Un-Domesticate Your Dance

I was at a concert last week in Portland, Maine.  It was a great show, almost a 2-hour set from The John Butler Trio.  Before the last song, the leader of the band, John, asked the crowd, "Are y'all ready to sing?!".  And after a mixed response, he said, "I just saw 50% of you get excited and the other 50% shrink away and say to yourselves, 'oh no, i can't do that'. This is a chance to sing, and we need to take those opportunities."  So he asked again, "So...are y'all ready to sing?!"  And the response was a little bit more energized, but still cautious.  So John said, "I need you to sing.  And I need you to release yourselves when you do.  Just let go and just sing.  I want un-domesticated singing."  And so that's what we did, me and the other 1800 people in the audience.  We sang like celebratory, unchained, free, released wild, undomesticated humans.  And it felt cleansing, it felt communal, it felt powerful, it felt sacred, and in a deep way, it felt normal.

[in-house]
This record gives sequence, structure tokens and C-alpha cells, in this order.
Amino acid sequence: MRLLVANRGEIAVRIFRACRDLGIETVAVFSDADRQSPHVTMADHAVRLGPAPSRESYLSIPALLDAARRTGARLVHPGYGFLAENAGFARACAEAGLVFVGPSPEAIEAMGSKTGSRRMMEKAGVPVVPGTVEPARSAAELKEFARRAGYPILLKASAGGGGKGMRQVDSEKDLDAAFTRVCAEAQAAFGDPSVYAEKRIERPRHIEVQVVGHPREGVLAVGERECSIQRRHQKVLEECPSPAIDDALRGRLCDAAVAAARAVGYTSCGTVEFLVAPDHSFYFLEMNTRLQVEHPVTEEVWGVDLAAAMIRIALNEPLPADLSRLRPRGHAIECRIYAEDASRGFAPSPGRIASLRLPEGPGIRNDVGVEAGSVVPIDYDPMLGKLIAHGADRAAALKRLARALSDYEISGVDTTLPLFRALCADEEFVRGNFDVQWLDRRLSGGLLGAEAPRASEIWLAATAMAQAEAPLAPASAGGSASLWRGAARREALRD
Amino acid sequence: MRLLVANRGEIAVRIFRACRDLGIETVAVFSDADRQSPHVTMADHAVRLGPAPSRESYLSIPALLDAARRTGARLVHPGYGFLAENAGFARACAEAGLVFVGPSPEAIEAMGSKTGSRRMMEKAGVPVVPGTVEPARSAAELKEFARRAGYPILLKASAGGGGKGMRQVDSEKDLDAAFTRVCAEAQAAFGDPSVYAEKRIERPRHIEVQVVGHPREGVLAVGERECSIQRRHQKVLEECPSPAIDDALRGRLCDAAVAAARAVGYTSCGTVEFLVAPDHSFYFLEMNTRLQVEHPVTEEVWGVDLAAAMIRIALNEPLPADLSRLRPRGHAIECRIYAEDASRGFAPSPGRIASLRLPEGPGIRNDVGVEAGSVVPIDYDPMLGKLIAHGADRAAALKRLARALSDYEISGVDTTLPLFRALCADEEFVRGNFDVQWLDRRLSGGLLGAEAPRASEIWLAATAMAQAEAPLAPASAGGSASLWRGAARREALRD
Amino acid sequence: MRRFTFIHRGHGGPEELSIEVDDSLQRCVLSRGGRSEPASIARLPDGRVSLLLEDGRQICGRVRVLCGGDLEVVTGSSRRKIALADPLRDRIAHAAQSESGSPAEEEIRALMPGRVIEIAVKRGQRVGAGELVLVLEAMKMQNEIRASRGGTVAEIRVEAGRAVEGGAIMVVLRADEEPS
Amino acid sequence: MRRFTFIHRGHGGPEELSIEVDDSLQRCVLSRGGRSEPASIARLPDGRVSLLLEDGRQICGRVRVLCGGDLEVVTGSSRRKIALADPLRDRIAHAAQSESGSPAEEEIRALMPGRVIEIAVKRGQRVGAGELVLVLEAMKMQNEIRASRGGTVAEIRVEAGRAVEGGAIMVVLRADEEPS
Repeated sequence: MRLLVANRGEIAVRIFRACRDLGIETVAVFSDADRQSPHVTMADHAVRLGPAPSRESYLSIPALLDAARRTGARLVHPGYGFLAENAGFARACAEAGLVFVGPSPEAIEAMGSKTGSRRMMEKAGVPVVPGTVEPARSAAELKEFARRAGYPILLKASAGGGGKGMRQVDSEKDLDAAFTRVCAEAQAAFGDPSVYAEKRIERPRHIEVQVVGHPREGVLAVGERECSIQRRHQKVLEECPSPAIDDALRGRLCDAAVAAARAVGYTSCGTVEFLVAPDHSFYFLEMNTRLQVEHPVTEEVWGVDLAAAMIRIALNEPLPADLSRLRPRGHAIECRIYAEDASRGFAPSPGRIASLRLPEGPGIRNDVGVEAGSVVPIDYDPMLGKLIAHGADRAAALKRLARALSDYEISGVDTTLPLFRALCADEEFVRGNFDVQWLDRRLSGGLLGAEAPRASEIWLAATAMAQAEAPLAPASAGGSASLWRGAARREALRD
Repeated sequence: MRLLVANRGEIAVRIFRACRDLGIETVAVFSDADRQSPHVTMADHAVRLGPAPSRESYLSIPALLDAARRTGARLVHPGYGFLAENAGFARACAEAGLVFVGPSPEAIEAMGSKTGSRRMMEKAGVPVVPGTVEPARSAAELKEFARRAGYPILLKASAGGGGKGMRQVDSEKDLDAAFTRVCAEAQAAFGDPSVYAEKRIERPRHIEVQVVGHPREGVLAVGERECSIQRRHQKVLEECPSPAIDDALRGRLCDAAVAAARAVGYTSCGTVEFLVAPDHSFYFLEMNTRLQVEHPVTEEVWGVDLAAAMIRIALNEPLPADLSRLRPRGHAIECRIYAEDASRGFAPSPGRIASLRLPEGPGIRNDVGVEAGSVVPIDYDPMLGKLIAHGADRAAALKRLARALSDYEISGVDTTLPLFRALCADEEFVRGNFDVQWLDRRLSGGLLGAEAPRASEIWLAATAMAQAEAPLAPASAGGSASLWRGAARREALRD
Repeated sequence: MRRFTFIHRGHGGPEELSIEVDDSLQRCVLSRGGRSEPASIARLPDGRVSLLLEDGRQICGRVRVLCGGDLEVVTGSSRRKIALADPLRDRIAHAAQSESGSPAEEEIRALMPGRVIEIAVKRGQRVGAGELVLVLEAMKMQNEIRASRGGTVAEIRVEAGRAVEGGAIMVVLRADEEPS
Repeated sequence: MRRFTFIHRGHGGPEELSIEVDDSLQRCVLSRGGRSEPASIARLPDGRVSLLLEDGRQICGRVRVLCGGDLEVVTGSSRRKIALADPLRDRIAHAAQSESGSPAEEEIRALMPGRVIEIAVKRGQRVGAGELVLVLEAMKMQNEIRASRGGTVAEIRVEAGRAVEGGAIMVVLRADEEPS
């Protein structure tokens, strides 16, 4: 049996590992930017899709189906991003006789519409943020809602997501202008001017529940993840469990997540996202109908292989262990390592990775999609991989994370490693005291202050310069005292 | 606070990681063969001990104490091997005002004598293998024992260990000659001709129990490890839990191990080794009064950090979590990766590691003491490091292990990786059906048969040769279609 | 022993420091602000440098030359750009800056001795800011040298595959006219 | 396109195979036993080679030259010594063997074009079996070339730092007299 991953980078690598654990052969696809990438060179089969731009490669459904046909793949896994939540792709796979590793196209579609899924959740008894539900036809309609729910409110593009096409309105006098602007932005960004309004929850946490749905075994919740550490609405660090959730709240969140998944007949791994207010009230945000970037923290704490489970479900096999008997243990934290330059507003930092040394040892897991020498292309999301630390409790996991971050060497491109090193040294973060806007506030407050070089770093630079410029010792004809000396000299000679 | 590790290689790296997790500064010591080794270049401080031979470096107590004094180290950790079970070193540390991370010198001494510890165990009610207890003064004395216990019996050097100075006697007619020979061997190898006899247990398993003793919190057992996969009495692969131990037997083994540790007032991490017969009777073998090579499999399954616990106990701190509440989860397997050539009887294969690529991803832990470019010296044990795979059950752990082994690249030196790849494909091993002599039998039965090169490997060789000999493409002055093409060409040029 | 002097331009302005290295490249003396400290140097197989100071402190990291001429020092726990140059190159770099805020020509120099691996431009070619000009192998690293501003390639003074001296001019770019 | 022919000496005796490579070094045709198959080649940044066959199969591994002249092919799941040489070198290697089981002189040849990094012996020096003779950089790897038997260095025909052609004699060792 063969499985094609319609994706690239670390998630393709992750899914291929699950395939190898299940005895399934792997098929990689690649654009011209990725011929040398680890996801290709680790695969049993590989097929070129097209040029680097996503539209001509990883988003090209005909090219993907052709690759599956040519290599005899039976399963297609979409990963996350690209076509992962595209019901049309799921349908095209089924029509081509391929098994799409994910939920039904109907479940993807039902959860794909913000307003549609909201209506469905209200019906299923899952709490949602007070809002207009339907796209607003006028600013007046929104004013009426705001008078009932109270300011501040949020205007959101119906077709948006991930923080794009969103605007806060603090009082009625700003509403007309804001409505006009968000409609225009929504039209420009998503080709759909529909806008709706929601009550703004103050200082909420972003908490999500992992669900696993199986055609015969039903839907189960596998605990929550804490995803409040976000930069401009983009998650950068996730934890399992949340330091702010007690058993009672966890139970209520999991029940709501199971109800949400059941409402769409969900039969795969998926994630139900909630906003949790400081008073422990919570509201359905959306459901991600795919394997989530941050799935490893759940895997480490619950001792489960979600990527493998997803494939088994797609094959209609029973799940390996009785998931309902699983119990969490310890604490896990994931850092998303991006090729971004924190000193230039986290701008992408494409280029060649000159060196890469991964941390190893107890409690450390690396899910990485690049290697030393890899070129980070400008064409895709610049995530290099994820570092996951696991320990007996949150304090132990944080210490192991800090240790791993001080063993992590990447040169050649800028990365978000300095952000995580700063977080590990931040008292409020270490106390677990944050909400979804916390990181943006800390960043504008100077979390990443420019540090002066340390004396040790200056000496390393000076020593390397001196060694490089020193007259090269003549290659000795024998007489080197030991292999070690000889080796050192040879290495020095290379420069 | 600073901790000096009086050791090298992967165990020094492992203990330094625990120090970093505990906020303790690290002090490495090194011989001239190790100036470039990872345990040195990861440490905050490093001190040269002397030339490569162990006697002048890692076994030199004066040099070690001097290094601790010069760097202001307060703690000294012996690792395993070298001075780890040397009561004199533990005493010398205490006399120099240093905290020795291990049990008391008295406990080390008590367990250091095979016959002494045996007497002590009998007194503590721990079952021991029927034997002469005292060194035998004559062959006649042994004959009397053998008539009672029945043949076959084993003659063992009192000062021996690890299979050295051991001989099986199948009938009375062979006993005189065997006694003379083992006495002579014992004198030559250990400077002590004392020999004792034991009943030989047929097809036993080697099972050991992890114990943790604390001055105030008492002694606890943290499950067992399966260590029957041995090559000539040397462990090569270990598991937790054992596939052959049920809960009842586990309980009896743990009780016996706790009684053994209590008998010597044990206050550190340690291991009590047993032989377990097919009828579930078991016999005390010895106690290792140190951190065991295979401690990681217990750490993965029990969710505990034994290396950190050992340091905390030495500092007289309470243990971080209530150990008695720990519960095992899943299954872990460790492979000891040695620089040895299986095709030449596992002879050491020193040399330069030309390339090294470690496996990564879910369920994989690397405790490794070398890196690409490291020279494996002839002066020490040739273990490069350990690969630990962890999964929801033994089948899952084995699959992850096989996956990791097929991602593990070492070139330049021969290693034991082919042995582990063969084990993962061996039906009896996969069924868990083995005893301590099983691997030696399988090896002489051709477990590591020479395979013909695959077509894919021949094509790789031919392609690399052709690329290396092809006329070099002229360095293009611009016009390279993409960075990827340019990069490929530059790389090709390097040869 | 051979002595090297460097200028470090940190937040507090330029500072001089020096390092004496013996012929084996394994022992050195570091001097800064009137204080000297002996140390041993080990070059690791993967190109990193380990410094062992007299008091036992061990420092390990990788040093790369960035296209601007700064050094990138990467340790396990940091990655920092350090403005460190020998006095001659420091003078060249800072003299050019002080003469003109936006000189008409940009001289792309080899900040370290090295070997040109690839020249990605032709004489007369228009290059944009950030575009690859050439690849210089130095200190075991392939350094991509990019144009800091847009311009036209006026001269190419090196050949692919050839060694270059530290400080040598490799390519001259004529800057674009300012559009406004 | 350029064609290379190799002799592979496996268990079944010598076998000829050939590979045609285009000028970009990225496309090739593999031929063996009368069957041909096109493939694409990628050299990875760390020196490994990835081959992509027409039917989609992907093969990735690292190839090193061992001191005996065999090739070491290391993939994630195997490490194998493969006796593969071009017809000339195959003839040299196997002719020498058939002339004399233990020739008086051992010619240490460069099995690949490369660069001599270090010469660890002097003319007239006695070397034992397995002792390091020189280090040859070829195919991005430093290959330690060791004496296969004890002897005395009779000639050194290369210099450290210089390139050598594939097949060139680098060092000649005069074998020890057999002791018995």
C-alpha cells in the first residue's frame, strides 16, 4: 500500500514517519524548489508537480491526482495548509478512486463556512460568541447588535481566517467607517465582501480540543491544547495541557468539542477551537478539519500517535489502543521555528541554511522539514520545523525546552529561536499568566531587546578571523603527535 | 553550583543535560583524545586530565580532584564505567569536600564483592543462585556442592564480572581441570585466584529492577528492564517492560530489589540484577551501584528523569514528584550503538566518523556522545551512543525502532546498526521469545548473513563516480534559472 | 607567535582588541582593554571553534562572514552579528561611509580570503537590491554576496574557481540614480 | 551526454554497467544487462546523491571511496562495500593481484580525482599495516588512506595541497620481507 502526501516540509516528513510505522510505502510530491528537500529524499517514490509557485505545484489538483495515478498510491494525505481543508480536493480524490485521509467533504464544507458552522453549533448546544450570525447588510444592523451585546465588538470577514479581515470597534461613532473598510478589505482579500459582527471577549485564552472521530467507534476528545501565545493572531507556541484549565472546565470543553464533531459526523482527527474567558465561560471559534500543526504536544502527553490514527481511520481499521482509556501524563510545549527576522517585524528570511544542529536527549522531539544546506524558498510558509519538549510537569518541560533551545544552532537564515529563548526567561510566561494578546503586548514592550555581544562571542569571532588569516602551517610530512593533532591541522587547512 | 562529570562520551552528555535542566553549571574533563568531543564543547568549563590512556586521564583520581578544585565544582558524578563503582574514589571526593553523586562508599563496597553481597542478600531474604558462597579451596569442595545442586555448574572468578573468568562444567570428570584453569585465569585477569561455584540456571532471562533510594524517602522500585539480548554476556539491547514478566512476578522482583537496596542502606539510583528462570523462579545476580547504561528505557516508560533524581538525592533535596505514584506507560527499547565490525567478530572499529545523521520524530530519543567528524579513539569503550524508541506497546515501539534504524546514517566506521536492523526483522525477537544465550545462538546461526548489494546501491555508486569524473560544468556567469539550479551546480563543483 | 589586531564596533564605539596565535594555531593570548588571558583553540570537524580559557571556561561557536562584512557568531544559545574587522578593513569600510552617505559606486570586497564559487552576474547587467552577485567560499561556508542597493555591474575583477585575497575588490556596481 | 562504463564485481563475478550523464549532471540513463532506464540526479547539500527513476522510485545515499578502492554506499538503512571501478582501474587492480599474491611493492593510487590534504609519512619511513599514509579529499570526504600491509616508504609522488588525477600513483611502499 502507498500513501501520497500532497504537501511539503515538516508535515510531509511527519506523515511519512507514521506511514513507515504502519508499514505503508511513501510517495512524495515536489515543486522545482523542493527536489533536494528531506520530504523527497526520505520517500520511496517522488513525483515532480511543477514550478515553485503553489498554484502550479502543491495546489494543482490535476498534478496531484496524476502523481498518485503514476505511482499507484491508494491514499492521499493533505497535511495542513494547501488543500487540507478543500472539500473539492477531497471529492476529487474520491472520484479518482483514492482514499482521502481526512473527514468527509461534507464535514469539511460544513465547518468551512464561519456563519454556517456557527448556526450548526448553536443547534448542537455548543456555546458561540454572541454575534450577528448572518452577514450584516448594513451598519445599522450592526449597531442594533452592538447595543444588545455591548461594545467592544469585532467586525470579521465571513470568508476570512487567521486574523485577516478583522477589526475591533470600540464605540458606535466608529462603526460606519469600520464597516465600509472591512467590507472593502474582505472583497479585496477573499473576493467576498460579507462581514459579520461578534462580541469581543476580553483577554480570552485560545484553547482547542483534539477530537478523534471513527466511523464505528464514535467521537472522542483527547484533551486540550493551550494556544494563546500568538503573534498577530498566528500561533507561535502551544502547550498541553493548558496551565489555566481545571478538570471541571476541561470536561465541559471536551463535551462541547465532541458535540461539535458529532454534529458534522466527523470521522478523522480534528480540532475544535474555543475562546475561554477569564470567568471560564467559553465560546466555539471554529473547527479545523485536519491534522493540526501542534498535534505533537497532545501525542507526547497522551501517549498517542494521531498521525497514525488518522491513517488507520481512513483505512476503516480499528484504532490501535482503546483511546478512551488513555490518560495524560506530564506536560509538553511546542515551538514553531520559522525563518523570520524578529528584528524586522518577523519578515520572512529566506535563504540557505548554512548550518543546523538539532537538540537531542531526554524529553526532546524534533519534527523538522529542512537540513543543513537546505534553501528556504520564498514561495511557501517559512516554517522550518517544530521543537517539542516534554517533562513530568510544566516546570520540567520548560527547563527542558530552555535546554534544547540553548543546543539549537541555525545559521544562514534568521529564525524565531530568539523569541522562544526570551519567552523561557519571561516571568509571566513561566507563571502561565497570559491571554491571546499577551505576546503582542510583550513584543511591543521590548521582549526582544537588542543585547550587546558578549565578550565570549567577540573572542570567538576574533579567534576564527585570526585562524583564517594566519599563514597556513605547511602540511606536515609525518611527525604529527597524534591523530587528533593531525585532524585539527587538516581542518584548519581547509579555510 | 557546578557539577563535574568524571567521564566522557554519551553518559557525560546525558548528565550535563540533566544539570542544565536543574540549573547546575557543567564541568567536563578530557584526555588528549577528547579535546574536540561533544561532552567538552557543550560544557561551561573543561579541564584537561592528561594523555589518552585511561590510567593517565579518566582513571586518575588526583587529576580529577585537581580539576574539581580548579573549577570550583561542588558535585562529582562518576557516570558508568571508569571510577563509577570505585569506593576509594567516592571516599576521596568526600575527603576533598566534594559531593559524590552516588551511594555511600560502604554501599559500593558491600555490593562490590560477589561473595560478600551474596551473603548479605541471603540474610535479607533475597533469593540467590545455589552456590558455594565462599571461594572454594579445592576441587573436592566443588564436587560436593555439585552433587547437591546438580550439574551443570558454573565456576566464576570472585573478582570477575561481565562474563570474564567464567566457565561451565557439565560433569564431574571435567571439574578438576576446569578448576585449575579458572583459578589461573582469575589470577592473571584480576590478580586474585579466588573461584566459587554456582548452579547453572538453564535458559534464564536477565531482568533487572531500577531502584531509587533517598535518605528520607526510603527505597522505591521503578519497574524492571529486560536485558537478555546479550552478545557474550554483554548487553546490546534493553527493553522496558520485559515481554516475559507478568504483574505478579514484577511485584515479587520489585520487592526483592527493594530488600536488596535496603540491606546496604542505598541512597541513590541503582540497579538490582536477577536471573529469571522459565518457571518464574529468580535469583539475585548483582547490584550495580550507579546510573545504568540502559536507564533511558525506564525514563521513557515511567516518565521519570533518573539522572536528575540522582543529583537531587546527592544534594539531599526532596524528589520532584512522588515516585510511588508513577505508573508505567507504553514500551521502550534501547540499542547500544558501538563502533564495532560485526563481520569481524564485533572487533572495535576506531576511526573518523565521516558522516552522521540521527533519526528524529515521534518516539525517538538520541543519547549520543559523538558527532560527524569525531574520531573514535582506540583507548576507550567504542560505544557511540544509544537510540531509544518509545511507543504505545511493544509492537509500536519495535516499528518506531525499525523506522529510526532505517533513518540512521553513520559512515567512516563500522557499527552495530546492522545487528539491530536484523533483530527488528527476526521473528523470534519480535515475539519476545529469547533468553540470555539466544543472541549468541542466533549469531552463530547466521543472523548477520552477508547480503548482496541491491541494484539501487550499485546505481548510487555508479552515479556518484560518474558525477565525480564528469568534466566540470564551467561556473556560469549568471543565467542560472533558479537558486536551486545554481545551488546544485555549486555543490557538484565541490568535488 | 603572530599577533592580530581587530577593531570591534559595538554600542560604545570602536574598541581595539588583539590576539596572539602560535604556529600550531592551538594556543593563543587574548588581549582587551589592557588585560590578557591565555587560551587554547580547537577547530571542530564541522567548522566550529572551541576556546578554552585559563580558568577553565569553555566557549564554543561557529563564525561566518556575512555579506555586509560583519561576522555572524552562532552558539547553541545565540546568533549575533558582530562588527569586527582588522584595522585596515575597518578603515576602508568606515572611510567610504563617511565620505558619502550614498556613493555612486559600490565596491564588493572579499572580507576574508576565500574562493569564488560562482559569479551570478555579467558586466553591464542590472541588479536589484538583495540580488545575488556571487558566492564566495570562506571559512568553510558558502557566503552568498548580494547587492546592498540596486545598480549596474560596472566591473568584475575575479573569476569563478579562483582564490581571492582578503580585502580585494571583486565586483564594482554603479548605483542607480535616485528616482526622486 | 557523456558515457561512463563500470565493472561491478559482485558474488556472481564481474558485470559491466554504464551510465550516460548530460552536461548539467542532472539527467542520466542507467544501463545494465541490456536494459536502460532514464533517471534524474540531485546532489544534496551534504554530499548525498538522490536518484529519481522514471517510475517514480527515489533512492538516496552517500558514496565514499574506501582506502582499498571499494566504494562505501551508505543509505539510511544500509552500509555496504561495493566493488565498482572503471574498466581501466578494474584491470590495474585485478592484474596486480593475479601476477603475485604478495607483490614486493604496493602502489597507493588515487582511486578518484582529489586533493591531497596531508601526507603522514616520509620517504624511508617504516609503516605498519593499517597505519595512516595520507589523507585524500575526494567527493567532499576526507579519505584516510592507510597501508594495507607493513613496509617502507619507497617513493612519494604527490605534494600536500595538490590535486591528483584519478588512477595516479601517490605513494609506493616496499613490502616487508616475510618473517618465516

We need to do the same thing in our movement and dance world.  Let's learn steps, yes.  Let's learn choreography, yes.  Let's learn techniques and reparatory, yes.  Yes and....

Let's also be more wild, more free, more released.  In short, less domesticated.  That doesn't mean that we have to go to the edge of our physicality all the time.  But it does mean that we need to allow our expressiveness, our emotions, and our capacity to open.  So we can share, communicate, and play.

In short, un-domesticate your dance.

Because in the end, it's just singing and it's just dance.  But that's a lot.